Soil organic matter, long thought to be a semi-permanent storehouse for ancient carbon, may be much more vulnerable to climate change than previously thought.
Plants direct between 40 percent and 60 percent of photosynthetically fixed carbon to their roots and much of this carbon is secreted and then taken up by root-associated soil microorganisms. Elevated carbon dioxide (CO2) concentrations in the atmosphere are projected to increase the quantity and alter the composition of root secretions released into the soil.
In new research in the March 30 edition of the journal, Nature Climate Change, Lawrence Livermore scientists and collaborators found that the common root secretion, oxalic acid, can promote soil carbon loss by an unconventional mechanism — freeing organic compounds from protective associations with minerals.
Root secretion-induced soil carbon loss is commonly attributed to “priming” — a short-term increase in microbial mineralization of native soil carbon as a result of fresh carbon inputs to the soil.
Previous studies have suggested that climate change enhances root secretions of organic compounds into soils. Recent experimental studies show that increased root secretion inputs may cause a net loss of soil carbon. This stimulation of microbial carbon mineralization, or “priming,” is commonly explained by the notion of 'cometabolism,' i.e. that root secretions provide a readily bioavailable supply of energy for the decomposition of native soil carbon.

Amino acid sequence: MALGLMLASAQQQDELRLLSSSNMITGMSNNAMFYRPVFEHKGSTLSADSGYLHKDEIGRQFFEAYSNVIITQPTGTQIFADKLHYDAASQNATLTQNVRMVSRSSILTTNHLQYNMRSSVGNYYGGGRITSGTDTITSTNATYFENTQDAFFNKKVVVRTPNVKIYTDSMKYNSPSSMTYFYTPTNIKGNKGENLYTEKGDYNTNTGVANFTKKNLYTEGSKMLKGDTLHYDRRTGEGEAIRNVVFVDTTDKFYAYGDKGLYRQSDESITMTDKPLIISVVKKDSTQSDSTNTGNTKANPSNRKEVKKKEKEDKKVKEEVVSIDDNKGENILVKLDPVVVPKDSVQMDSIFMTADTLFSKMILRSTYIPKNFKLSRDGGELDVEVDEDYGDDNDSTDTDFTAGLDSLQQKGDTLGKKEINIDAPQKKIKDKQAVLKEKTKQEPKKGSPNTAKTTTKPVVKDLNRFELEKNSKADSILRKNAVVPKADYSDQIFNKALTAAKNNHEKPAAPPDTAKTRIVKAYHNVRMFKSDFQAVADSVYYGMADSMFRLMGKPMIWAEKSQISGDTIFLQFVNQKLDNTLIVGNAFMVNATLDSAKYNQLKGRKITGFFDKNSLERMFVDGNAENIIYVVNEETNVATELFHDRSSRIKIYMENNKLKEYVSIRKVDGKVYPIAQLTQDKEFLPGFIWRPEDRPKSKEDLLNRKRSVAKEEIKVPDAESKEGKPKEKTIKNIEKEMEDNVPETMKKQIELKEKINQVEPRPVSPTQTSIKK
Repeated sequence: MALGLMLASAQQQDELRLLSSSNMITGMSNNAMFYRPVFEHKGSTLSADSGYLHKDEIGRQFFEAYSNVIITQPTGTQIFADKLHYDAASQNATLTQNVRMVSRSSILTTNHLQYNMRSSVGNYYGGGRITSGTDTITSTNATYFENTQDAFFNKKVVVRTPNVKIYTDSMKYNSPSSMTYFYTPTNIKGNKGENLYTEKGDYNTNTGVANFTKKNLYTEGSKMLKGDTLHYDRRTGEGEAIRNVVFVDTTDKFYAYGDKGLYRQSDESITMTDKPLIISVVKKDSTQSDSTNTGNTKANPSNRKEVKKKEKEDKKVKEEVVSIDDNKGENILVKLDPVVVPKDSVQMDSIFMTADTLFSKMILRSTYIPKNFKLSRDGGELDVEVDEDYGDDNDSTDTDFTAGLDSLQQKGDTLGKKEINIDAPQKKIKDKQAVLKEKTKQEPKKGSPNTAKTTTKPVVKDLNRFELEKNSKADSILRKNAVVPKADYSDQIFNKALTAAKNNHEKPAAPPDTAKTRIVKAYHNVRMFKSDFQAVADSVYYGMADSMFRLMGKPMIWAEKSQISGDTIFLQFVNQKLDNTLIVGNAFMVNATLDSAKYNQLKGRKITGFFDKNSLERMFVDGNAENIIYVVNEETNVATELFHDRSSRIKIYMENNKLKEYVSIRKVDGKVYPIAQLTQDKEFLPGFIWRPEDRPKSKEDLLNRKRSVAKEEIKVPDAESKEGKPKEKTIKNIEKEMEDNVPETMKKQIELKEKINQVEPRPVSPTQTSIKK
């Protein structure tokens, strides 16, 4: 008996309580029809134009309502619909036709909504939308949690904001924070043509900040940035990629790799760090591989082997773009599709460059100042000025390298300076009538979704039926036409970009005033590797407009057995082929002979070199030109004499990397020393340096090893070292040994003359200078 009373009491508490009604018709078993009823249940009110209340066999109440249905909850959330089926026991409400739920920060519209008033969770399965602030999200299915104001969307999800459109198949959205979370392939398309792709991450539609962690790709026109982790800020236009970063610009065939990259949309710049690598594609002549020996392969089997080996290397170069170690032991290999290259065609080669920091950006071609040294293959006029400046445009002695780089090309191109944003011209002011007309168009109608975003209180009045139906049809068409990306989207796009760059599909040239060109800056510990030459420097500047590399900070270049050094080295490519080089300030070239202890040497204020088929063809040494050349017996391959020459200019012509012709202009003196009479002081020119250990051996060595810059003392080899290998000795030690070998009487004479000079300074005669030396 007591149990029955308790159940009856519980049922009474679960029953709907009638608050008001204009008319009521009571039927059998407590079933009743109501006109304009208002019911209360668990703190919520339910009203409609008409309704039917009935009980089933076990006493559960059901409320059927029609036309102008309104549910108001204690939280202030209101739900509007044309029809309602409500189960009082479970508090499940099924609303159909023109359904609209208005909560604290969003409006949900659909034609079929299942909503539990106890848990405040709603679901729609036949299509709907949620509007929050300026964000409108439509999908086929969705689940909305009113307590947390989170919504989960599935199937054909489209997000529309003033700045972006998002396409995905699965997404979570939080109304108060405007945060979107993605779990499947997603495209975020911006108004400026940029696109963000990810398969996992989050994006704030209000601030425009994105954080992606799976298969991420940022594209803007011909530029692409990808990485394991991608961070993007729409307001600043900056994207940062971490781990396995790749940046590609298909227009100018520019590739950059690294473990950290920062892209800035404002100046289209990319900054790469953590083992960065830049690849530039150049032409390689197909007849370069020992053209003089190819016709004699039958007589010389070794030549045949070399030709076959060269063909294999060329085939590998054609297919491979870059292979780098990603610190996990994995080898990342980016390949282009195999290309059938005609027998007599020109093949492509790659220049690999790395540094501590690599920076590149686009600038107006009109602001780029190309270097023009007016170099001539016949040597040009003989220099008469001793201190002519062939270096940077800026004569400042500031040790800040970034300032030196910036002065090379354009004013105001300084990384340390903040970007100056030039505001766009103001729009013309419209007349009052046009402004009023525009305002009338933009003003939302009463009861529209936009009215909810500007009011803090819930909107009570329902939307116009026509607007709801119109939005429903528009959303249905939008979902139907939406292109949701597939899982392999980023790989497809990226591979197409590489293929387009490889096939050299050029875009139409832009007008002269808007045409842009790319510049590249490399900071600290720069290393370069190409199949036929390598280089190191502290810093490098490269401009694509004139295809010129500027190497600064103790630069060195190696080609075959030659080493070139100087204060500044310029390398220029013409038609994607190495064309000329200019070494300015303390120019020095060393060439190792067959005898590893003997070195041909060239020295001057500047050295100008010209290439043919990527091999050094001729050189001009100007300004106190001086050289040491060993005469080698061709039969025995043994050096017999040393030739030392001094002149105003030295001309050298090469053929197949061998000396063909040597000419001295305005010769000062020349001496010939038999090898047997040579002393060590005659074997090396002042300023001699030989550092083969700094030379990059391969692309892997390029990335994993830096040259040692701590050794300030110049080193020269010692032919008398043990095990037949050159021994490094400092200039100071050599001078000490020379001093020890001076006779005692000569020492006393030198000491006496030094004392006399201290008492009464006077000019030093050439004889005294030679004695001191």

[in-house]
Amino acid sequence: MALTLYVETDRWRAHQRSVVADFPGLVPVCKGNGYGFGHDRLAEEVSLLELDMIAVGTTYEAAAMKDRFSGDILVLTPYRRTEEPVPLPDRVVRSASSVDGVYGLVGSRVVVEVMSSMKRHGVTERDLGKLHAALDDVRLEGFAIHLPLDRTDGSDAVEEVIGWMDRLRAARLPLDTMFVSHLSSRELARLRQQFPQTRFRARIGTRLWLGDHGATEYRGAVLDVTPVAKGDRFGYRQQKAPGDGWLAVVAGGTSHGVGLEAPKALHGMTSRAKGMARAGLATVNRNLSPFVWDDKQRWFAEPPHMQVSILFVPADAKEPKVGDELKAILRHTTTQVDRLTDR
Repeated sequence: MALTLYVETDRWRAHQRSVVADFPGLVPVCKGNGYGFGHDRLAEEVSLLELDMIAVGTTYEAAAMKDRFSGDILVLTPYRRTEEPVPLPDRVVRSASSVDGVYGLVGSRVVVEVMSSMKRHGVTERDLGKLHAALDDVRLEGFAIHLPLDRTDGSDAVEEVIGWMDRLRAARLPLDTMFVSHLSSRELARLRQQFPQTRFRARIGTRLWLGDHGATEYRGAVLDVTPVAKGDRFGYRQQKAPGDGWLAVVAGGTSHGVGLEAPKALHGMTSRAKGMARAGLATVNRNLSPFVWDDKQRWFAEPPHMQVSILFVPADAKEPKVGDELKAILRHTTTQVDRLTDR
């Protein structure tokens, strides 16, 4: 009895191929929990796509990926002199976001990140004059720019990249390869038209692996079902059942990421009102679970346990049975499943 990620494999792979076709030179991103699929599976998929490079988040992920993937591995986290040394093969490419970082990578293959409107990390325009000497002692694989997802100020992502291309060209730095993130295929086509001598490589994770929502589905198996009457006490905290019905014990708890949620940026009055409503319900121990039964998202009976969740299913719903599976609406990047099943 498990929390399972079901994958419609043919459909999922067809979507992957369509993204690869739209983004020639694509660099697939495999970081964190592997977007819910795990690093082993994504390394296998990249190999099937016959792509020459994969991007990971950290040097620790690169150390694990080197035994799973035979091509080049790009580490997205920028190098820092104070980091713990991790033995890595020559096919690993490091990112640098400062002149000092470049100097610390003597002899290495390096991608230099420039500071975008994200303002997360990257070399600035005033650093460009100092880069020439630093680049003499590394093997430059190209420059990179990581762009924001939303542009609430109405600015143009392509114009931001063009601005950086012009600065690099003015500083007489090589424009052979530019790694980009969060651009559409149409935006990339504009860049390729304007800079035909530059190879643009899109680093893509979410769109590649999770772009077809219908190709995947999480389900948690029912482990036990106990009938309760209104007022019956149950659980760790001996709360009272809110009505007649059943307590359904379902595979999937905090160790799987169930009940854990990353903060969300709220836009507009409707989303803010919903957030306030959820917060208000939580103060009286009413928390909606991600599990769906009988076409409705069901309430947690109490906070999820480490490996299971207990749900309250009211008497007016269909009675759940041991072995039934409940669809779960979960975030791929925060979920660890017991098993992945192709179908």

“Our Lawrence Scholar Marco Keiluweit showed that an alternate mechanism can cause carbon loss of equal or greater magnitude,” said Jennifer Pett-Ridge, an LLNL scientist and one of the co-authors on the paper. “By enhancing microbial access to previously mineral-protected compounds, some root secretions promote an indirect mechanism of accelerated carbon loss, more than simply increasing the supply of energetically more favorable substrates.
“Our results provide new insights into the coupled biotic–abiotic mechanisms underlying the ‘priming’ phenomenon and challenge the assumption that mineral-associated carbon is protected from microbial cycling over millennial timescales,” she said.
“Our study revealed a climate dependent 'priming' mechanism where plant secretions counteract the strong protective mineral-organic associations and facilitate the loss of carbon from the soil system,” Pett-Ridge said. “If root secretion rates respond to climate change as predicted, elevated CO2 concentrations may not only stimulate secretion, they also may alter the composition of those secreted compounds released into soil, and increase metal and organic matter mobilization in the rooting zone.”
The work was done using two unique technological capabilities, the NanoSIMS at Livermore and the synchrotron spectroscopy at Lawrence Berkeley National Laboratory.
Other Livermore scientists include Peter Weber and Jeremy Bougoure (now at University of Western Australia). Collaborating institutions include Oregon State University and Lawrence Berkeley National Laboratory. The work was supported by funding from the LLNL’s Laboratory Directed Research and Development (LDRD) program and the Department of Energy Office of Biological and Environmental Research (OBER) Genomic Science program.